Linking those big three in Link is a little tricky.
As one of the world’s leading telecommunications operators, Telstra can link the telco’s vast network of networks to the vast internet backbone that powers its broadband service.
But what happens when the telcos own a bunch of internet-connected devices?
What happens when a company that has access to a lot of network bandwidth suddenly decides to switch to using its own network to provide the internet connection?
The link between the telcoms network and the internet could be disrupted, leaving customers vulnerable.
And that could happen, says James Taylor, senior technology analyst at communications company Ovum.
So far, Ovum has seen only a small number of customers affected by a disruption in the link.
In fact, it says it’s seeing a “tremendous number” of customers reconnecting with the tels networks.
So how does Ovum’s OvumConnect work?
Voltage transfer is a process that involves two or more devices connecting together.
In this case, the devices connect via two different wireless networks.
When the devices reach a certain point in the spectrum, they are linked together by the energy of one or more of the wireless signals.
The devices also share a unique identifier.
Volsat, one of Australia’s major telcos, says it has linked up with more than 200 customers via this process.
“VolsaLink is a unique network, designed specifically for the needs of large-scale data centres, and is used by more than 1,000 Volsat customers,” the telnet provider said in a statement to the ABC.
“The link is robust and reliable, and we are confident that our customers can connect safely.”
Telstra is also working with another company to use the link, and it says the technology has not been tampered with.
“The TelstraLink™ technology is designed to deliver data-intensive and data-heavy tasks such as managing large amounts of data, or storing large amounts in the cloud,” the company said in the statement.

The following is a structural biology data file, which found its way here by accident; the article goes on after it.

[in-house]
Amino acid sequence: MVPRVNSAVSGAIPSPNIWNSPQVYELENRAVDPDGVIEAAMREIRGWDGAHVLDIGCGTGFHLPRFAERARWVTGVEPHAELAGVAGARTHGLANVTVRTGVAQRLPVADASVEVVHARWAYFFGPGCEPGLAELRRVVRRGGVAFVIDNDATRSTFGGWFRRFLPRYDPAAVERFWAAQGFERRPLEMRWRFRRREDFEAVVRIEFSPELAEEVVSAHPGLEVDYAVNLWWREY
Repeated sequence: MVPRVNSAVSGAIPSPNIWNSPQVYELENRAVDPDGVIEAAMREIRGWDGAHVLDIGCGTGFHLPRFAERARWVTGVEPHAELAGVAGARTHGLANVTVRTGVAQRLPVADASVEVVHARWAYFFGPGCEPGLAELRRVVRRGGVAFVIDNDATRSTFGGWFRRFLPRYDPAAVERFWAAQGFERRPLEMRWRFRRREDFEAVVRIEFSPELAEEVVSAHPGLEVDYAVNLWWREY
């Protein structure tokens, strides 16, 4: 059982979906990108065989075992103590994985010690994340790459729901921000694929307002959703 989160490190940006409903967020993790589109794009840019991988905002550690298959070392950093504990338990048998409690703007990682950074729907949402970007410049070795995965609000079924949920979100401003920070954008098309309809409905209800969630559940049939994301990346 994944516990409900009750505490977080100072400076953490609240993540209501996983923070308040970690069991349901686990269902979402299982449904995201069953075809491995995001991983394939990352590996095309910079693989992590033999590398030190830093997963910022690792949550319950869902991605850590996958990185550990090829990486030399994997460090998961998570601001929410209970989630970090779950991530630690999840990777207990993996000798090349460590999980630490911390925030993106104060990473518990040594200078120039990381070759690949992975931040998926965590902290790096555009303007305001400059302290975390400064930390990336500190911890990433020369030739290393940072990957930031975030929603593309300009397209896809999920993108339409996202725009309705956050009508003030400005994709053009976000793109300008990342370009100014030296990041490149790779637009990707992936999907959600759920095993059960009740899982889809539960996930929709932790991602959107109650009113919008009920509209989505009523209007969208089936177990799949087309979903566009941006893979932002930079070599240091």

“However, it does not need to be fully automated, and cannot provide an endpoint to connect to, such as a telco server.
The Telesease™ technology provides an API to enable the Telstra link to be used in conjunction with existing Telstra servers.”
Teleservices.com, which has its own teleservice network, says its system is able to handle the vast majority of the Link load, though not all.
“While we cannot guarantee the full availability of the Teleserviced.com Link, we have managed to maintain 100% availability for the majority of customers,” a spokesperson said.
In the event of a link disruption, the Teleseaase™ is available to the customer, the spokesperson said, though it was not clear how many customers have actually used the technology.
But the ability to use Telesaase is not the only reason why Ovum believes a disruption to the Link link could be damaging.
It says it sees an increase in demand for its telesease technology, which could lead to “increased cost for customers”.
It also warns that if Telesase becomes uneconomical, it could mean a loss of jobs in the telesystem.
But what does Telstra know about the Link outage?
The telcos said it had been monitoring the Link network for any problems, and was working to restore normal operation.
Telstra says it will continue to monitor the Link and provide updates as needed.